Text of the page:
by Tim L. Tetzlaff
Naples Zoo Director of Conservation
Walking through the woods one spring day, a Florida panther looked for a palmetto thicket where she would give birth. Deer fawns were also being born in the southwest Florida wilderness while the panther delivered her kittens. It was no coincidence. A mother needs abundant prey so she can stay close to her den to protect and nurse her kittens. Over the next 18 to 24 months, the blue eyes and spotted coats of the newborn kittens changed to the yellow eyes and tawny coat of their mother and they struck out on their own. Like other panthers, they faced
the threats of disease, attacks from other panthers, and the dangers of crossing our roads. But one of these cats met a different challenge. This panther looked up at the barrels of a shotgun – the last thing he would ever see.
Young panthers, especially males, wander far looking for a new home and can find themselves close to people. Sometime after leaving his mother’s protection, this two-year old cat encountered one of us. When panthers and people meet, it’s typically a fleeting encounter. On rare occasions, however, it can be bad for either side – whether it’s us hitting them with a car or them eating one of our dogs, goats, or calves. But where this cat was and what prompted someone to act remains a mystery.
What’s clear is that one of our kind took aim and pulled the trigger – twice. One barrel tore into his hindquarters and the other impacted directly into his face. The flying pellets irrevocably shattered the lens of one eye and entirely collapsed the other.
But he was left with his life, just not the one most panthers expect. Now blinded, bleeding, and carrying shot in his face and right leg, he began a six-week trial to find food, fight infection, stay clear of fellow panthers, and avoid cars. The latter was no easy feat as biologists theorize he was surviving on road kill. And that might have been his end had it not been for an alert driver who slammed on the brakes after seeing this cat walking in the road.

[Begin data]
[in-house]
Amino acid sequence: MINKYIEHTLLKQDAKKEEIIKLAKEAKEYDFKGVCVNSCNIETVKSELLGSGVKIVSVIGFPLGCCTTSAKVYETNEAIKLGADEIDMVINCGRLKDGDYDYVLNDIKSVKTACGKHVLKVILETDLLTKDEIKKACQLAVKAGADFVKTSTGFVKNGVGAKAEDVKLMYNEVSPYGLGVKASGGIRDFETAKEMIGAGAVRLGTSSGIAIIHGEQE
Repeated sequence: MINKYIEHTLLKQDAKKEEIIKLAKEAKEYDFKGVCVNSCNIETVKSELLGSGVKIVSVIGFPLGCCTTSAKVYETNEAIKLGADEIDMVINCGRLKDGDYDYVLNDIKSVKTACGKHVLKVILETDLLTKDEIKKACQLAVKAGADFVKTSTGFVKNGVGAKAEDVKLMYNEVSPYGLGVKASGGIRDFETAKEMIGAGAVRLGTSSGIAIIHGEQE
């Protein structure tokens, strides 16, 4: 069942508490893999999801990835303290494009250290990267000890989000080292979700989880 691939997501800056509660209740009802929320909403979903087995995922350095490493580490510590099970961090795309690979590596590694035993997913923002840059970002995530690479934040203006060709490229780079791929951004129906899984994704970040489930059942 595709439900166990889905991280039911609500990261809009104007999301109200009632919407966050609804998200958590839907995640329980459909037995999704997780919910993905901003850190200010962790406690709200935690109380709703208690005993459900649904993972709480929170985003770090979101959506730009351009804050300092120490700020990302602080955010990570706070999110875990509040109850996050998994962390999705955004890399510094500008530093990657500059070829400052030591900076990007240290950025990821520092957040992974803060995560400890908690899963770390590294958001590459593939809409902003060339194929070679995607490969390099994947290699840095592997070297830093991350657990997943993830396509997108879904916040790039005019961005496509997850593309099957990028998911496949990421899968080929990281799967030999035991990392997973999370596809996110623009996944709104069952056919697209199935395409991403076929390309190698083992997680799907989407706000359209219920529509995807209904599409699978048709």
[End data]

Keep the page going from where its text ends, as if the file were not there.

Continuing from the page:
When Florida Fish and Wildlife Commission biologists arrived, the panther was still in the area and visible – odd behavior for these cats. The logical assumption was made that it may have been hit in a prior incident. After anesthetizing him, they took him for urgent care at the Animal Specialty Hospital of Florida where the truth of his condition was revealed. Immediately after, he received critical care at Tampa’s Lowry Park Zoo where he was christened Uno as he was the first animal treated in their new veterinary hospital. Clinically blind, he may only
have some sense of light and shadow at best.
After his initial rehab, we welcomed him here at Naples Zoo in December. Uno has been cared for by the Zoo’s carnivore team in a behind-the-scenes area where he has free choice of inside and outside spaces. “Along with direct observation, we use remote cameras to monitor Uno’s activities during the day and night,” explained Naples Zoo’s Director of Animal Programs Liz Harmon.
“Given the trauma he experienced, he’s adapting quickly and moving around very well and even playing with the various behavioral enrichments.” The Zoo’s carnivore keepers are also training Uno to sound cues and offer gentle, reassuring tones as they help transition him to a life without sight.
Naples Zoo has created a permanent home for Uno that opened July 2015. The focus of the new exhibit is to expand public awareness of the issues surrounding the growing number of cats in the area.
“And to meet the increased need to care for injured or orphaned panthers,” explains Naples Zoo President and CEO Jack Mulvena, “we’re also creating habitat space to provide temporary care along with fundraising for an all-new large animal veterinary clinic.” This new facility will provide officials with a local facility to act even quicker by providing an alternative to moving cats several hours away in the state – an especially useful option for a cat that only needs short-term observation for a few hours or few weeks.
This is part of a cooperative effort with the USFWS and FWC to meet their needs in recovering the state’s panthers. With as few as 20 to 30 cats surviving in the 1970s, Florida panthers once teetered on the very edge of extinction. Several decades of conservation efforts for this federally listed endangered species have resulted in a population estimated between 100 and 180 cats. While still a critically low number for recovery, that growing number does increase the chance for interactions between cats and humans. Educational components of the new exhibit will engage guests in the balanced discussion of saving endangered species and living with large predators.
Far from the simple menageries of past, today’s nationally accredited zoos are centers of learning and natural crossroads for biologists, educators, environmental scientists, and researchers – as well as for students, conservationists, and all animal lovers. Naples Zoo at Caribbean Gardens is a trusted, private 501(c)(3) nonprofit serving wildlife and families here and around the world. More information at www.napleszoo.org.